Postgame notes: Pavlovic's doggedness

BOSTON -- A collection of news and notes after the Boston Celtics defeated the New York Knicks 112-102 Wednesday night at TD Garden:

The rundown: The Battle for No. 12 | J.O.'s Knee Fine After Big Minutes | Layup Line

Celtics coach Doc Rivers is brutally honest when he admits that he hopes to never have to use the 12th man on his active playoff roster. This is the time of year when rotations shorten and Rivers is likely to operate with a lineup that runs only eight or nine deep.

But if Celtics reserve Sasha Pavlovic was hoping to make a strong final impression for the opportunity to sneak onto that active roster, he picked as good a time as any.

Pavlovic scored 19 points on 7-of-10 shooting, canning 4-of-5 trifectas over 35 minutes off the bench. For the eighth-year journeyman of six teams, Wednesday's outburst ranks among the top 12 scoring nights of his career and was his biggest offensive outburst since scoring 20 points with Cleveland on April 15, 2009.

What's more, Pavlovic picked up his defensive intensity (and his intensity overall, as evident by a third-quarter dust-up with former Celtic Bill Walker). And it's on the defense end that Pavlovic must shine in order to usurp fellow reserve Von Wafer for a roster spot at the start the postseason (though rosters are flexible, game to game).

A charge Pavlovic absorbed from New York's Derrick Brown early in the fourth quarter might go a long way toward that cause.

"The whole bench exploded on that one," Rivers said. "So that was just good. I thought the minutes helped him kind of get comfortable. Sasha, you know, he’s such a confidence player. He made his early shots and then he missed one and almost didn’t want to look at the rim. And then he made another one and started looking again. So that was just good.”

Rivers noted last week in Chicago how Pavlovic's biggest detriment throughout his NBA career has been an inability to maintain his confidence when he makes a mistake on the floor. Rivers has been on him about moving past that initial error and playing with sustained intensity.

"[Rivers is] helping me," Pavlovic said last week. "He's pointing to my mistakes and I'm trying to listen to whatever he says, and I'm trying to put that on the floor."

Rivers wouldn't tip his hand on how his active roster will look, but suggested he might need to see how the candidates perform in practice the next three days before making a final decision. Pavlovic, who played a quiet eight minutes Monday in Washington, might have kept his name in the running with Wednesday's effort.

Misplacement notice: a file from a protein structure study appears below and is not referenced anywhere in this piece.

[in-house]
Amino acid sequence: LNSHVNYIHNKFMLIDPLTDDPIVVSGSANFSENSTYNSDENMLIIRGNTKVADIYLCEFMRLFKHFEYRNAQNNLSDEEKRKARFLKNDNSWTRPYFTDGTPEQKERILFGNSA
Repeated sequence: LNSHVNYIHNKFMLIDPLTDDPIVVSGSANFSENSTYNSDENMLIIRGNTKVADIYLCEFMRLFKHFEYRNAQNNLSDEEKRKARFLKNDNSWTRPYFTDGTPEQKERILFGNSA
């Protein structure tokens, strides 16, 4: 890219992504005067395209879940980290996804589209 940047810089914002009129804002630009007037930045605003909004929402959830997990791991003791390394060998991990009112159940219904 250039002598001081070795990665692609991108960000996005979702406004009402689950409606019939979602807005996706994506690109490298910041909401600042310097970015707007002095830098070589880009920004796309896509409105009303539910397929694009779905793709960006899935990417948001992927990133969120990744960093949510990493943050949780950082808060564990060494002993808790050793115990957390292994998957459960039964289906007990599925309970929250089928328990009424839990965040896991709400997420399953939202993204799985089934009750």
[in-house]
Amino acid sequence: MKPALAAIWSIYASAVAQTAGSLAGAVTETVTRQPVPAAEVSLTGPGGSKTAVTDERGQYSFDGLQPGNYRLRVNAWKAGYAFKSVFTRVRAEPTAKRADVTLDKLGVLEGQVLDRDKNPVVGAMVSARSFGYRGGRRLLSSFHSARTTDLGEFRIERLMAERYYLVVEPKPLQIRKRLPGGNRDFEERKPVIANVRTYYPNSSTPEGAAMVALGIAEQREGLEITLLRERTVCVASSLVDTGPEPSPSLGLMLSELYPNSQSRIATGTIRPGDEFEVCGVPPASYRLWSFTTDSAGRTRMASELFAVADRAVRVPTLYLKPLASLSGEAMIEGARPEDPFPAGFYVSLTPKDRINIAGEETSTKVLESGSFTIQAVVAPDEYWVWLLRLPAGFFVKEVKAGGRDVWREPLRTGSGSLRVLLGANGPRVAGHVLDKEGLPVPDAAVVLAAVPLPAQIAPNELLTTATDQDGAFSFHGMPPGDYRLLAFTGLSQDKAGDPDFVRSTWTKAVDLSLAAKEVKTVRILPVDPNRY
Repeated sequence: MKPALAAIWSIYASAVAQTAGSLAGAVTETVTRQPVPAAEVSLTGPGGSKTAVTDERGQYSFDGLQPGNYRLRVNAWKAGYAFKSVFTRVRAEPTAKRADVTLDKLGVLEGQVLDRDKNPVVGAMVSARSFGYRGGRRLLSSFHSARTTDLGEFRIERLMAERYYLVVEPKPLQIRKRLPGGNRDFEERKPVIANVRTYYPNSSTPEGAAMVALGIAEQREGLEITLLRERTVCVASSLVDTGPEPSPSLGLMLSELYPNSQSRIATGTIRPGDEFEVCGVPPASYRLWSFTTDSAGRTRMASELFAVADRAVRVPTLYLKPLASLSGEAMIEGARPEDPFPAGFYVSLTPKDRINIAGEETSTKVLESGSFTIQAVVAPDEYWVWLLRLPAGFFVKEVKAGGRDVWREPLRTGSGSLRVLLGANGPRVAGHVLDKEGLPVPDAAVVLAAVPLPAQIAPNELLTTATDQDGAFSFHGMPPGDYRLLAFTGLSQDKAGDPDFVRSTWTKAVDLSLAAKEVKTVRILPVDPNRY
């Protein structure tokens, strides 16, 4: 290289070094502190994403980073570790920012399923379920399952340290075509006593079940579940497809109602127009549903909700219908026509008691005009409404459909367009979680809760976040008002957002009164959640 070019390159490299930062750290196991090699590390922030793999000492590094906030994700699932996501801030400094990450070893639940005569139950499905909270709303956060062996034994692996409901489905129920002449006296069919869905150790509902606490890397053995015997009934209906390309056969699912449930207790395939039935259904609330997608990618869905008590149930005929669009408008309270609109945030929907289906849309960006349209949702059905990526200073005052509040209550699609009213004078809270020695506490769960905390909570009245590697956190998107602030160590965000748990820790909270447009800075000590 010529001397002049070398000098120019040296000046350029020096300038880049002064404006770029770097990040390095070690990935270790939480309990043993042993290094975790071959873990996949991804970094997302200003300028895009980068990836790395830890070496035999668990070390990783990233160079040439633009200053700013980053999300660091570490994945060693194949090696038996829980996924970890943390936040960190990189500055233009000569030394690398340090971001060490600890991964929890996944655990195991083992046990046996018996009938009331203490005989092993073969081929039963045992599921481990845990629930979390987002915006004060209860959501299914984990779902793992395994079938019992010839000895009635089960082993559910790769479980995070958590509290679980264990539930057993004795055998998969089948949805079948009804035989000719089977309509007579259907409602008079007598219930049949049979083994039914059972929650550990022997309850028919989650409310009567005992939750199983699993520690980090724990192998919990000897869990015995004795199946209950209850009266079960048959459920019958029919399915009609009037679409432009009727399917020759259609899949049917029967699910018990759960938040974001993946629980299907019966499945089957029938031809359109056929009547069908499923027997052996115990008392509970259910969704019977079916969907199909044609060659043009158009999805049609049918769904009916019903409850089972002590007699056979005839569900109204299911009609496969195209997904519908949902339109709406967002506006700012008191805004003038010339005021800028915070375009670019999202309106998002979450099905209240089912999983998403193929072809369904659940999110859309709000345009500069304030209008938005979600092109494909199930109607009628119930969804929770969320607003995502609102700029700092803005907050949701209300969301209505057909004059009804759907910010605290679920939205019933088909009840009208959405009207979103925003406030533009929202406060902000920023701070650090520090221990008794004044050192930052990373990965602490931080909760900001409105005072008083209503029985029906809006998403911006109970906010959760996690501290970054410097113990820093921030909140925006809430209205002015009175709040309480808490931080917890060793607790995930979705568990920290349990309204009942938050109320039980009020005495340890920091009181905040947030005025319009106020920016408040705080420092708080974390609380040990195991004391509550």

Jermaine O'Neal turned in perhaps his best performance in a Celtics uniform Monday night against the Wizards, logging season highs in minutes (37), points (15), rebounds (13) and blocks (5) while giving his surgically repaired left knee its stiffest pre-playoff challenge. So how did that knee respond?

"J.O. was one of the better guys as far as treatment -- he didn't need it the next night," said Rivers. "He felt great. He knew more than the coach; I didn't want to play him [in Washington]. He thought he needed to play in the back-to-back. I kept telling him, 'You know there's no back-to-backs in the playoffs.' It was more about his rhythm and he was right."

Rivers went so far as to suggest that O'Neal might be back playing at the level he had been at right before the knee swelled again earlier this season, forcing him to shut it down and eventually go under the knife. That ailing left knee sidelined O'Neal for 56 games, but he had a solid 10-game stretch before the knee forced him to sit out for 2½ months starting in mid-January.

"It's just good to see him play well, play with the speed that he played at defensively," said Rivers. "He was doing a little bit of that right before he went down. He hadn't done that -- to that degree -- since he's been back, so that was good to see."

O'Neal sat out Wednesday's regular-season finale against the Knicks, but could be the starting center when Boston and New York tip off Sunday, depending on the health of fellow center Shaquille O'Neal (right calf sprain).


* Boston's three-man bench of Pavlovic, Troy Murphy and Avery Bradley combined for 48 points on 21-of-32 shooting (65.6 percent) with 9 rebounds, 5 steals and 3 assists. Sure, it was as Jayvee matchup, but that ranks as the fourth-highest point production by the Boston bench this season.

* Speaking of Murphy, he drilled his first 3-pointer in a Boston uniform with 6:09 remaining in Wednesday's game. Murphy, a respectable 38.9 percent shooter from beyond the arc for his career (just three years ago he finished third in the league at 45 percent), needed 171 minutes and 10 attempts in Boston before hitting that triple.

* Wafer put together another solid effort in his hunt to earn an active roster spot. He chipped in 14 points on 6-of-13 shooting with six rebounds, five assists, and a steal over 36:12. Four turnovers worked against him, but Wafer set the tone with eight first-quarter points. It might come down to whether the Celtics believe Wafer can make a defensive impact in an emergency situation despite his size (at least compared to Pavlovic).